Clarksburg approves cross-state school merger

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CLARKSBURG, Mass. — Town voters have approved a proposal to move forward with planning, research and some implementation of a merger between Clarksburg Elementary School and the elementary school in Stamford, Vt.

After about an hour of questions and discussion Wednesday night during the special town meeting, voters overwhelmingly approved of the continued work on the merger. With more than 100 attending, only five voters opposed the measure.

Stamford voters had already approved of further planning during a special town meeting earlier this month.

Prior to the vote, Tara Barnes, principal of Clarksburg Elementary and John Franzoni, superintendent of the Northern Berkshire School Union, explained that the planning to continue the merger at the state level required a vote of support from both communities before both states would commit personnel and funds to work out the many variables that need to be reconciled before a merger can take place.

"Because we'd be crossing state lines, it is very complicated," Franzoni said.

Issues that can't be resolved without help from state officials include merging the teachers unions and determining the logistics for pensions, paychecks and curriculum, among other things.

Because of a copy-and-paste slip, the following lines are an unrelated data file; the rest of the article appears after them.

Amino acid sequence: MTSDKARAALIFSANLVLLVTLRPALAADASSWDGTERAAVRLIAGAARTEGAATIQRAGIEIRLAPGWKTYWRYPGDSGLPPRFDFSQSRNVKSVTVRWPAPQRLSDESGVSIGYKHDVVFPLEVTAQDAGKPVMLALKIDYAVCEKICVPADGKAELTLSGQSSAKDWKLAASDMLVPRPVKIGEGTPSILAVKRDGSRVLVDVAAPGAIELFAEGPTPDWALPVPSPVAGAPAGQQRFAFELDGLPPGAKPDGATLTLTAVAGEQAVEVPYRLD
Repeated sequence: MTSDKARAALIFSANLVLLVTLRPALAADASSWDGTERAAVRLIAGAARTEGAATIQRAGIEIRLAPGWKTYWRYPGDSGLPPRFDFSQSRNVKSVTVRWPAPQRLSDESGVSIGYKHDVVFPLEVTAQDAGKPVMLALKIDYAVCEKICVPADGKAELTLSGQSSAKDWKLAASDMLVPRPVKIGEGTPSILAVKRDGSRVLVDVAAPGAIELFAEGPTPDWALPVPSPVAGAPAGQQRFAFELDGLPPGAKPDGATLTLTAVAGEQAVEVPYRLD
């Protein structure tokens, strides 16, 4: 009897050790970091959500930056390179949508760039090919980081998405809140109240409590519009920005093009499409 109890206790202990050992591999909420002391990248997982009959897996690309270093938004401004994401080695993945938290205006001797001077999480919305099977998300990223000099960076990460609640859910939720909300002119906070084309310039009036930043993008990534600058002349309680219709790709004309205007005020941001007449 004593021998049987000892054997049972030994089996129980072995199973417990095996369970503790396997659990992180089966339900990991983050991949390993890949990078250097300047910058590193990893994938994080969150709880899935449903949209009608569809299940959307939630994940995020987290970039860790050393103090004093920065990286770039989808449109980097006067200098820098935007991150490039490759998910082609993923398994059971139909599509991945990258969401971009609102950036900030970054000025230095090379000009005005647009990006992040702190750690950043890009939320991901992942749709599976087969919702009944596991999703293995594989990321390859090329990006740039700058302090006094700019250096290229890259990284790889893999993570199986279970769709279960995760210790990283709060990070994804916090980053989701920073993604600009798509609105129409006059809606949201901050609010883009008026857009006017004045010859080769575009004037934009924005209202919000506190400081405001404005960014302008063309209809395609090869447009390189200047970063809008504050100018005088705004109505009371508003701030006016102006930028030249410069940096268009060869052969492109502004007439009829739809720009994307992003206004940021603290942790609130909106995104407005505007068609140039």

Barnes explained that a study conducted by consultant group PCG earlier this year, which was funded by a grant, attempted to point to the best path forward for both schools, which face many of the same challenges including dropping enrollment, increasing costs and outdated school buildings.

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With the merger, there would be expanded peer groups, meaning the students would wind up making more friends, and prekindergarten would be provided for Clarksburg children. They have to go out of town for pre-K now. Administrative duties would also be consolidated.

The merger, she noted, shows promise because it would allow for the expansion of educational programs and better utilize the classroom space — offering more opportunities at both buildings.

But reconciling educational standards and requirements of the two states by negotiating with two different state educational bureaucracies to iron out all the compromises will be needed. The towns would have to decide on School Committee oversight. Discrepancies between Massachusetts and Vermont curriculum and standards would have to be reconciled, with the consultant recommending that Stamford be aligned to Massachusetts' standards. The schools' approach to special education would also need to be unified.

The costs associated with the merger are not precisely known yet, but will become more clear once the state officials get involved and can better define how the various issues will be resolved.

Questions about the costs had to be deferred until after further study because that is not yet clear. Some wondered why they couldn't just leave things as they are, saying that there wouldn't be enough to benefit Clarksburg students in such a merger.

Barnes noted that additional classroom space allowing further programs — such as pre-K — would help the students receive a better education.

A later vote in both towns, after the information is more clear, would be required at an undetermined time, but the entire process could take two or more years, Franzoni said.

Scott Stafford can be reached at sstafford@berkshireeagle.com or 413-629-4517.


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